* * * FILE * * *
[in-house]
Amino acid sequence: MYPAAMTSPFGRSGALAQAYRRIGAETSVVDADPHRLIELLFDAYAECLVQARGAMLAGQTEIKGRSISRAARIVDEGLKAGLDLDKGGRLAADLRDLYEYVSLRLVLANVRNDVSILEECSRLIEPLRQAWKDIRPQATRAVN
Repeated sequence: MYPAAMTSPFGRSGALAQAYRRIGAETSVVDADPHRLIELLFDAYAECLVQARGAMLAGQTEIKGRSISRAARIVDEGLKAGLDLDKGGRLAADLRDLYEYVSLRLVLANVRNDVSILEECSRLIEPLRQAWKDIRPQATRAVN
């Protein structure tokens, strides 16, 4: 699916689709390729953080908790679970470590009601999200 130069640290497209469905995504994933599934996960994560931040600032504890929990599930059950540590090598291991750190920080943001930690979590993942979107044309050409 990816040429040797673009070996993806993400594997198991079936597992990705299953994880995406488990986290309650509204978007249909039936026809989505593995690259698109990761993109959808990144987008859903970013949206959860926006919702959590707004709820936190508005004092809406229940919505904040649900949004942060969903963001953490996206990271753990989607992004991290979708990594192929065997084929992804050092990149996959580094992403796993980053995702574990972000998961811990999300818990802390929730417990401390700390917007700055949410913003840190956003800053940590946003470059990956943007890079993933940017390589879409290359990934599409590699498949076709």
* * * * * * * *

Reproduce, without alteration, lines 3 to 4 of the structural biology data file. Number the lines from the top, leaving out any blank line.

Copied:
Repeated sequence: MYPAAMTSPFGRSGALAQAYRRIGAETSVVDADPHRLIELLFDAYAECLVQARGAMLAGQTEIKGRSISRAARIVDEGLKAGLDLDKGGRLAADLRDLYEYVSLRLVLANVRNDVSILEECSRLIEPLRQAWKDIRPQATRAVN
């Protein structure tokens, strides 16, 4: 699916689709390729953080908790679970470590009601999200 130069640290497209469905995504994933599934996960994560931040600032504890929990599930059950540590090598291991750190920080943001930690979590993942979107044309050409 990816040429040797673009070996993806993400594997198991079936597992990705299953994880995406488990986290309650509204978007249909039936026809989505593995690259698109990761993109959808990144987008859903970013949206959860926006919702959590707004709820936190508005004092809406229940919505904040649900949004942060969903963001953490996206990271753990989607992004991290979708990594192929065997084929992804050092990149996959580094992403796993980053995702574990972000998961811990999300818990802390929730417990401390700390917007700055949410913003840190956003800053940590946003470059990956943007890079993933940017390589879409290359990934599409590699498949076709």